The listings in particular, can be huge. When I migrated this website to quarto the front-page download went from less than 1MB to 135MB, which is, for reference, comically huge for a 3 paragraphs and list of the titles of the last 10 blog posts.

I assume that this is because the listing on that front page, in order to provide dynamic sorting etc, loads essentially all the posts on the blog, no matter how old, and their associated images, at full resolution. AFAICT quarto does not generate image thumbnails, and also AFAICT the listing system is was not built around lazy loading.

Potential partial solution via image resizing:

Those extensions did not actually work for me, so I wrote a custom script that postprocesses the site.

4 quarto websites are slow to build

tl;dr a typical CLI invocation of blogdown was less than one second, maybe longer if I was working on a complicated computation, say 1 minute. A typical CLI invocation of quarto render for this site takes about 12 minutes.

I am surprised how much I miss the speed and efficiency of blogdown, with its smugly high-speed hugo backend. I honestly thought the speed was not an issue until switching from blogdown to quarto website made my site muuuuuuuuch slower and the friction of the slow build process became a daily annoyance. To build the 1000+ posts on this site typically took hugo a few seconds, and I miss that now that I do not have that, and spend a lot more time coaxing results out of a stubborn build process.

There seems to be a lot of re-rendering bullshit going on. There are various tricks to make rendering go faster, such as caching the code execution, but ultimately quarto render is still slow, with even the most aggressive cache settings, compared to hugo.

AFAICT the problem is partly that the quarto website engine is slower than hugo, and partly that quarto is re-rendering everything every time (in the sense of converting markdown to HTML, not of executing code inside the markdown, which we can avoid by using the cache and freezefacilities). Blogdown+hugo was smart enough to only re-render the things it needed to, and reused the HTML from before, so there were few things it needed to. I think? Or maybe hugo is just much faster because it is a compiled binary that doesn’t arse around with javascript and pandoc and stuff. Or both. Knowing which will not change much for me so I will not investigate further for now.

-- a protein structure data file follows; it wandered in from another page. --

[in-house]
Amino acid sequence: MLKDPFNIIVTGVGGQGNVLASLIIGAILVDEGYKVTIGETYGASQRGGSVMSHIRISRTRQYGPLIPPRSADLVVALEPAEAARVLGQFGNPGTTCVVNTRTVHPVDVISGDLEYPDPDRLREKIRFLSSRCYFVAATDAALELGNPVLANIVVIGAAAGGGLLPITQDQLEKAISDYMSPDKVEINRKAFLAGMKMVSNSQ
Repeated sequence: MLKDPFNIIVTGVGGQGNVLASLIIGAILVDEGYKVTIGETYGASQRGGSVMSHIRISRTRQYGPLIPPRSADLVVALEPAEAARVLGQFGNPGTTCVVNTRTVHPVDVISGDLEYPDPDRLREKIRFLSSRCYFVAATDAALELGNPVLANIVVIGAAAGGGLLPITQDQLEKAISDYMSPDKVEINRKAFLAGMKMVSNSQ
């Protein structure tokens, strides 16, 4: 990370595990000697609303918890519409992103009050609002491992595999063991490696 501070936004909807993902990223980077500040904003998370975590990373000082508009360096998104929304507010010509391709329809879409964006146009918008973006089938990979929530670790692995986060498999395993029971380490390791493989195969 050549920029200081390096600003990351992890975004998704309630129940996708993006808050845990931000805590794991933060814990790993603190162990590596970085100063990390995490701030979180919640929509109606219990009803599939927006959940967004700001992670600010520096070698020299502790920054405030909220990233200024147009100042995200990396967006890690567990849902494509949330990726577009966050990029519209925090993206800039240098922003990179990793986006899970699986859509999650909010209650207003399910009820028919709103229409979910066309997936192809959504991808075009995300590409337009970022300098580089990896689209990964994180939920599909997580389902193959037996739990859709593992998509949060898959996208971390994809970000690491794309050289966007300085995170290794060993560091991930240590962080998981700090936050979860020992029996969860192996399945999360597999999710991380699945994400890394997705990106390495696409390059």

UPDATE: according to a core dev:

In generalities, our runtime is roughly spent 2/3s inside Pandoc, and 1/3 in Deno. Our Pandoc filtering infrastructure is pretty extensive, and some of our early decisions there have performance consequences that we didn’t foresee: we’re now working on them. In Deno, our performance profile is relatively flat, and so the work is going to be more of the “continued small fixes” kind.

I suspect the friction might be that the default quarto workflow favours a small number of immaculate, unique snowflake documents, where as I am more of a sit on the snow machine and make a blizzard kind of guy.

The simplest workaround for a quick incremental seems to be to use quarto preview --no-serve, which only renders the recently changed things, and so is much faster than rendering 1000+ things. quarto preview is still not that fast. It takes 32 seconds on this machine, on a typical invocation, to decide what part of this blog incrementally render, which is already 5 or 6 times slower than blogdown took to finish an incremental render and build.

I can leave quarto preview running, which amortises the start-up time but has its own problems; see next.

5 quarto preview server is moderately broken

  1. quarto preview uses colossal amounts of RAM if the site is large; I guess it is serving the site from memory?
  2. This quarto preview also burns a surprising about of compute. It tanks my battery if I try to edit my blog on a long trip, much more rapidly than, for example, running a full-featured realtime audio workstation.